JB: “Todos Caminamos Por Este Caminito” and “Proxima B,” though I always think in “Proxima B” there’s a little bit more going on there but I’m not going to argue about calling that a list song. And it’s unfortunate that they are back to back but such is the nature of recording.
Corby: Yes but it’s sort of fortunate too because it gets you into a continuum that …
JB: Yeah that’s true too, and why not? They are dramatically different sonically.
But that was the challenge of this album, and it took a long time to figure out. It was almost more mathematical than anything else. Ten songs was the aim. It turned out that there were eleven, but how do you get that many songs together linked by last and first lines without being repetitive?
Corby: And still holding on to the inspiration…
JB: Also the other strange thing about this one is, it also had to be really constructed for the live performance, which isn’t something we typically worry about a whole lot with albums. You can put them wherever you want, generally, you know? But on this one, there are a few sequences where they really work well live, and for that to happen you have to be conscious of it. Otherwise, you get too many songs in a row that are, you know, mid-tempo, and that doesn’t work. I don’t care about keys too much. I think that’s an overrated thing for people to be afraid of. Keys don’t bother me. It’s all about the groove and the mood of the song – that’s what’s important to change if you’re gonna play a bunch consecutively. As long as the ideas develop as it moves along.
And that’s by design too. I mean, the age always has an effect on the arts that come from within that age, and we’re no longer in that age where songs are needed as pure reportage the way we did when Woody was out there telling everybody about the union busters or whatever, you know? We’ve got 24/7 news ad nauseum, we’ve got Wikipedia and the internet doing a good enough job at telling us the informational data of the age, and now as songwriters in the 21st century, I think we’re free to leave that linear style behind and investigate other ways of telling a story…
Corby: …take a larger perspective on the issues…
Corby: It’s difficult to see the dark side of things side by side with the wondrous possibilities.
JB: It’s rough stuff, and it’s not to be taken lightly or dismissed. We have every reason to be afraid of a lot of things going on right now, but I don’t believe it’s the worst that things have ever been.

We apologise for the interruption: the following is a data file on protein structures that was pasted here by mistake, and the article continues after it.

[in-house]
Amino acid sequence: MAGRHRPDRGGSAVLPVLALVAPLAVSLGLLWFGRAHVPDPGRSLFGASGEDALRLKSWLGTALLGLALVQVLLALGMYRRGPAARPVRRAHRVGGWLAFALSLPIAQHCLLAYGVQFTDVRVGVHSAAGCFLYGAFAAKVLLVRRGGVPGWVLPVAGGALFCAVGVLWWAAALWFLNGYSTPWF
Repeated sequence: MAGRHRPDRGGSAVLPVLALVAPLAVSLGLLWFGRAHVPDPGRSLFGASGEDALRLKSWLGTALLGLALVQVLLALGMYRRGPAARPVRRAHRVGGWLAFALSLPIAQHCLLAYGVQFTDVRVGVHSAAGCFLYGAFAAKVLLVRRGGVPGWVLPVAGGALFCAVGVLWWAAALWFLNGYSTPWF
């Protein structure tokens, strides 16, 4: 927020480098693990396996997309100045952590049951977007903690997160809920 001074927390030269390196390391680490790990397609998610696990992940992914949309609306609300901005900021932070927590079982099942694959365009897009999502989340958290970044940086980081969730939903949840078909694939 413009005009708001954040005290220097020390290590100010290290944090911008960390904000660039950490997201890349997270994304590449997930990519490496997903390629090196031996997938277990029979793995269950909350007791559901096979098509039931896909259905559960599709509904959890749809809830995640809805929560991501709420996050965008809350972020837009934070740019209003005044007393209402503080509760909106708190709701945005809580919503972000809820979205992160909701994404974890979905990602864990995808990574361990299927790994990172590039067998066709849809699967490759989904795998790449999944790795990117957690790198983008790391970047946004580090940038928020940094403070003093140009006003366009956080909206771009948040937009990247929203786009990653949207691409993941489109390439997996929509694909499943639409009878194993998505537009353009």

And the question – to whom may we appeal for the re-establishment of the truth – is certainly a relevant one that seems bizarre to even ask. But I do believe that there is such a thing as truth, and I am hopeful for its future, actually.
I just got back from touring the States, and I remember the album before this, when I was distracting myself with murder ballads, one of the songs I did was a song about the gun problem in the States called “Gun Dealer.” It was another list song (chuckles). I can only sing that song using the classic unreliable narrator. There’s no point in writing a song telling people that guns are bad, don’t kill each other. So, I just took it from the point of view as a guy who sells guns.
It was written because I was asked to do a song inspired by Sandy Hook. Anyway, the point I’m taking forever at making here is that unlike Sandy Hook, the school shootings that happened recently down there, whereas two, three, four years ago the adults would go quickly onto their devices and say good things on Facebook and re-tweet things. Unlike those days – today the kids hit the streets, and that’s a hopeful thing.
So yeah, this is – I’ve made every conscious effort to make this a hopeful album. Even the song “Most Things Don’t Work Out,” I mean, no they don’t, but if they did, we’d never have met each other.
And you know, I’m being a bit playful there too. There’s another thing I really try to do is, and it’s not for everybody, I understand that, but it’s for my 138 super fans in the GTA, and that’s the idea that there’s humour in these songs too if you listen close enough. Even things as subtle as hyper-enunciating.
Corby: You’re a dark comic.
JB: I think so. I think that the humourist is an underrated writer.
I mean, what use is anything without humour? Humour is the greatest relational tactic we have. That’s what connects us, and somebody once said, try to think of any great work of art, and I guarantee you it won’t be devoid of humour.
Corby: …and Cohen.
JB: Cohen, Cave, Cash and the Clash. Those are ones, those are the C’s that I always cite as influences, and in each and every one of those, there’s examples of humour in a lot of what they do, particularly with Nick Cave and Leonard Cohen.
JB: Hilarity! And yet…
Corby: They are laughing so much at the things we want to take seriously.
JB: Exactly. What are you supposed to do on stage? Make everyone want to shoot themselves? No! I want them to laugh. You know what? I wish more people would dance. Unfortunately, I’ve got that awful folk tag going on, and it’s hard to get a folk audience to move.
Corby: Well you’ve got the opportunity down at the Cameron in October. (Brooks will be at the Cameron House in Toronto from 6:00 ‘til 8:00 p.m. every Monday in October for a concert series entitled Sad Mondays.)
JB: Someone told me once the only way to combat your critics or to be successful is to hang your hat on what the worst thing anybody said about you was. And when I first started out, it was a CD called War Stories, which I mentioned earlier. I don’t think the songs were particularly sad. I don’t understand that response, to be quite honest. It’s a common modern response to songs that make you think, unfortunately. People think they are sad. Well, guess what? There will be a tinge of sadness. BUT! Think about your favourite songs, dear listeners. They are gonna be tinged with some sort of sadness. Otherwise, why would you write a song? Anyway …
Nothing that I do is sad, I don’t believe.